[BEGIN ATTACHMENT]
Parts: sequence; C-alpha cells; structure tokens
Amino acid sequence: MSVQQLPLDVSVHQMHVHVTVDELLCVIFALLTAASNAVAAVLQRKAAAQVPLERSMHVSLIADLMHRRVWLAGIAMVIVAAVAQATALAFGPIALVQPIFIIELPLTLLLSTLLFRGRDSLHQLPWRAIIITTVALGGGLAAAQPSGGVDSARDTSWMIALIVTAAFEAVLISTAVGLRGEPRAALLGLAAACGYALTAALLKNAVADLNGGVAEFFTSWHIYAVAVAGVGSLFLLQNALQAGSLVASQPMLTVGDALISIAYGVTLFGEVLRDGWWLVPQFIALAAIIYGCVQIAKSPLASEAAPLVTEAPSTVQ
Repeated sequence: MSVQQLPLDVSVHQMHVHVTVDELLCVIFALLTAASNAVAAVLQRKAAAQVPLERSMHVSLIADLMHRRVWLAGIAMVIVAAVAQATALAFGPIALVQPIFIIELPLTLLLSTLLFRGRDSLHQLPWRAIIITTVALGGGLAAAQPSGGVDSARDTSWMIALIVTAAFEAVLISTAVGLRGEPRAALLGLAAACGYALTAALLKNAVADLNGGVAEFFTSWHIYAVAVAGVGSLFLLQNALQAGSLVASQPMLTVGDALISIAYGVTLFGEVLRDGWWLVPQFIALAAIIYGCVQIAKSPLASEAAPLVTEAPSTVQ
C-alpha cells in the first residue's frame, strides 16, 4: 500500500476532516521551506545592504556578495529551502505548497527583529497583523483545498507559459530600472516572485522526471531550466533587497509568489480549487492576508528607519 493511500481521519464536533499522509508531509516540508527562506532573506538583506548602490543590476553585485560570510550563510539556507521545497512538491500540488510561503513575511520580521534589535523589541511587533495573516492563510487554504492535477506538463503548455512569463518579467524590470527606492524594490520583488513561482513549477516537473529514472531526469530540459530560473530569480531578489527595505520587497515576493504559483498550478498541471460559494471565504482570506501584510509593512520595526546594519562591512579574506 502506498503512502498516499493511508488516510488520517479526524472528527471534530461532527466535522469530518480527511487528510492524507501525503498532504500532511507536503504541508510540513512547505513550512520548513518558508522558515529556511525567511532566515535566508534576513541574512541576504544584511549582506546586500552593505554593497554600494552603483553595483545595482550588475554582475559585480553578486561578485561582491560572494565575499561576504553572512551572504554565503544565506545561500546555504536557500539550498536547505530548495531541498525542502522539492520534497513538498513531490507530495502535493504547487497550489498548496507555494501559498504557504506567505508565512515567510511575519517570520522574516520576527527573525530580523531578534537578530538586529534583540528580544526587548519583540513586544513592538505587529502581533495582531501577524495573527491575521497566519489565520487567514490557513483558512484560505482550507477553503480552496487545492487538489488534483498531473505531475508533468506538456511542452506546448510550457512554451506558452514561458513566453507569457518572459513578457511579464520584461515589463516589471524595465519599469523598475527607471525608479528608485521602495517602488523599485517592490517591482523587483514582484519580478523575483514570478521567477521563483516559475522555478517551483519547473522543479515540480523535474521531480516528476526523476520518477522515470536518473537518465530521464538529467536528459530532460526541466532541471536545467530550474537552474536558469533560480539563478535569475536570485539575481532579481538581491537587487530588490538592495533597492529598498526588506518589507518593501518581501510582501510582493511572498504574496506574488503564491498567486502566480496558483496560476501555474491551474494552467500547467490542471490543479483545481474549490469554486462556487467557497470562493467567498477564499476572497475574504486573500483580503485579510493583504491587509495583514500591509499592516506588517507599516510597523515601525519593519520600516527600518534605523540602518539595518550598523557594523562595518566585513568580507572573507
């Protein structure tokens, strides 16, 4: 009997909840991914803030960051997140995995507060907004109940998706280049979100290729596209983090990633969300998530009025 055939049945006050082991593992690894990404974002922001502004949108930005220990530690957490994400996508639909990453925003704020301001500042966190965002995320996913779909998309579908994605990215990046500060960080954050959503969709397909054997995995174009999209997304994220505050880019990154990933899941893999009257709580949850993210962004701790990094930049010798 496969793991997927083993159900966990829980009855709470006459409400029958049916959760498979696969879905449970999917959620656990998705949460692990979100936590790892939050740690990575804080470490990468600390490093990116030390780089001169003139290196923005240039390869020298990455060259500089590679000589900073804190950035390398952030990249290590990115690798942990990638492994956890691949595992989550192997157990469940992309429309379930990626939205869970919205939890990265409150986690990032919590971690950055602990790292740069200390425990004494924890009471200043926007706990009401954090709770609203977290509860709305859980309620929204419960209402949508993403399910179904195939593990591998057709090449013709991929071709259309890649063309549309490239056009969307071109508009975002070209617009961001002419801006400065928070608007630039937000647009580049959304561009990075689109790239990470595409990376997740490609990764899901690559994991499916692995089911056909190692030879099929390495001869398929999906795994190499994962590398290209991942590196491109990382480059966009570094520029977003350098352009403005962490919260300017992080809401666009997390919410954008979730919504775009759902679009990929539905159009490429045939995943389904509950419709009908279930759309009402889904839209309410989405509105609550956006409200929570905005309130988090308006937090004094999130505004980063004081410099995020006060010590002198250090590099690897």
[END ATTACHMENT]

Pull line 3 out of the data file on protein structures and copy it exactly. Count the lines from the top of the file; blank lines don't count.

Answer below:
Repeated sequence: MSVQQLPLDVSVHQMHVHVTVDELLCVIFALLTAASNAVAAVLQRKAAAQVPLERSMHVSLIADLMHRRVWLAGIAMVIVAAVAQATALAFGPIALVQPIFIIELPLTLLLSTLLFRGRDSLHQLPWRAIIITTVALGGGLAAAQPSGGVDSARDTSWMIALIVTAAFEAVLISTAVGLRGEPRAALLGLAAACGYALTAALLKNAVADLNGGVAEFFTSWHIYAVAVAGVGSLFLLQNALQAGSLVASQPMLTVGDALISIAYGVTLFGEVLRDGWWLVPQFIALAAIIYGCVQIAKSPLASEAAPLVTEAPSTVQ